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The Concept of Evil, Volume XXXVI



The Concept of Evil, Volume XXXVI

Peter A. French (Editor), Howard K. Wettstein (Editor), Zachary Goldberg (Guest Editor)

ISBN: 978-1-118-53417-5 October 2012 Wiley-Blackwell 300 Pages


The Concept of Evil is dedicated to the analysis of the concept of evil. The term "evil" is used widely in ordinary language and yet philosophers have disagreed on what, if anything, distinguishes an evil act from a wrong act or an evil person from a bad one. Is "evil" a distinct and important moral category? Which agents and acts can and should be classified as "evil"? In which areas of practice does evil arise? These questions indicate three essential categories that belong to a thorough analysis of the concept of evil: meta-evil, the nature of evil, and applied evil. The articles presented in this volume provide insight into these categories.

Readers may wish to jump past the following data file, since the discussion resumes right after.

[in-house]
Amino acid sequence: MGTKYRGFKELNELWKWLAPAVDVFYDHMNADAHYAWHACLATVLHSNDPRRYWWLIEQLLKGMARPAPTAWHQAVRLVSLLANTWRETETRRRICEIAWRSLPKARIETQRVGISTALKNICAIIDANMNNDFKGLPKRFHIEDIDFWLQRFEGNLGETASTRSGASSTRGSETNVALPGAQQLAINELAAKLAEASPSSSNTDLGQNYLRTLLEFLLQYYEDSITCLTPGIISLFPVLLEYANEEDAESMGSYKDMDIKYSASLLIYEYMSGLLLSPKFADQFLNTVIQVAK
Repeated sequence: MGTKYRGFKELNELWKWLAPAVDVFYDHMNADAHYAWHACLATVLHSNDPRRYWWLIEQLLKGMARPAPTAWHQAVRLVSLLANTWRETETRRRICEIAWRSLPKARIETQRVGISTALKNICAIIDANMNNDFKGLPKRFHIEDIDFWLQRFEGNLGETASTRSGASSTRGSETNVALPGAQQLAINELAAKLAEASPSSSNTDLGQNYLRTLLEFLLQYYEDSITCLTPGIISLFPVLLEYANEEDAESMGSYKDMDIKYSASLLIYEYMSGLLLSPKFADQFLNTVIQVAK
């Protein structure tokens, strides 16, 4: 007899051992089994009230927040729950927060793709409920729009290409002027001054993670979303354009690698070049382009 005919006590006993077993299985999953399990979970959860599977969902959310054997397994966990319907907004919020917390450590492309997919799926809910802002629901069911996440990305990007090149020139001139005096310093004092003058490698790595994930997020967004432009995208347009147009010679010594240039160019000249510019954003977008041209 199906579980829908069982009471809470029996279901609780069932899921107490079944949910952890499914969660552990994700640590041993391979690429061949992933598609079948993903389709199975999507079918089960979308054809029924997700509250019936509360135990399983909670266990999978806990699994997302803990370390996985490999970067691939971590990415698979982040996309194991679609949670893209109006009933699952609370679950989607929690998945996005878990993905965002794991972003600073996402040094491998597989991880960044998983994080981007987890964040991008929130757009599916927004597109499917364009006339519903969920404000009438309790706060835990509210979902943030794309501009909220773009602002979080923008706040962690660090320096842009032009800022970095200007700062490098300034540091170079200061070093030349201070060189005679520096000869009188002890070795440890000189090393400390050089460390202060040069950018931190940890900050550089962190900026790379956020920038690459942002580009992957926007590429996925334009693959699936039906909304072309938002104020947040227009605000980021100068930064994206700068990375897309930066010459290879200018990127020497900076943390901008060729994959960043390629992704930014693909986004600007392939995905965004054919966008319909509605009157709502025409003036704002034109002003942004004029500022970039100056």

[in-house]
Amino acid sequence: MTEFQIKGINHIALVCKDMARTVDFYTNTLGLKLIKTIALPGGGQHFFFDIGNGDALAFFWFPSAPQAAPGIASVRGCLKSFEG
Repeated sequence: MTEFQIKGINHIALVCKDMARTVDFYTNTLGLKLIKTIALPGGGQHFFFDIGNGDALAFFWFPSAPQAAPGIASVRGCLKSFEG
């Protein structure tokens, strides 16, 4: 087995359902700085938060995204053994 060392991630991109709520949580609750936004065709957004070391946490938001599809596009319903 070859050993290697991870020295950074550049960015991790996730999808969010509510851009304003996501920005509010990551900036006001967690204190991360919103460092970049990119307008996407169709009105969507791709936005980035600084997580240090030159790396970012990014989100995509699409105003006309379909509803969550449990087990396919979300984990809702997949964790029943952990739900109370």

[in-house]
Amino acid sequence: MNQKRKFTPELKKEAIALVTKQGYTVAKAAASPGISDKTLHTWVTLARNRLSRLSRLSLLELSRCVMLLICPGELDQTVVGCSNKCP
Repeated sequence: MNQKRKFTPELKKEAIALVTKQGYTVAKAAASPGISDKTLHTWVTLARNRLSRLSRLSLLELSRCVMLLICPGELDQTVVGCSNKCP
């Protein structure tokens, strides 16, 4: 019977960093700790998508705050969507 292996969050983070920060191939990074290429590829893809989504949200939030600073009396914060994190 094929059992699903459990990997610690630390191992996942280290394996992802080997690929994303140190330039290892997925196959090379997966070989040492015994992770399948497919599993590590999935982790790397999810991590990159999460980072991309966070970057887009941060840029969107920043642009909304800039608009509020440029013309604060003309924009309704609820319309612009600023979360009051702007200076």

Speak No Evil?

Non-Moral Evil

Surviving Long-Term Mass Atrocities

Self-Deception as the Handmaiden of Evil

Evil and Incomprehensibility

Evil Collectives

Beyond Bad: Punishment Theory Meets the Problem of Evil

Standing between Us and Our Grave Wrongdoings

Dwellings of Evil

Beauty, Mourning and the Commemoration of Evil

The Logical Problem of Evil Regained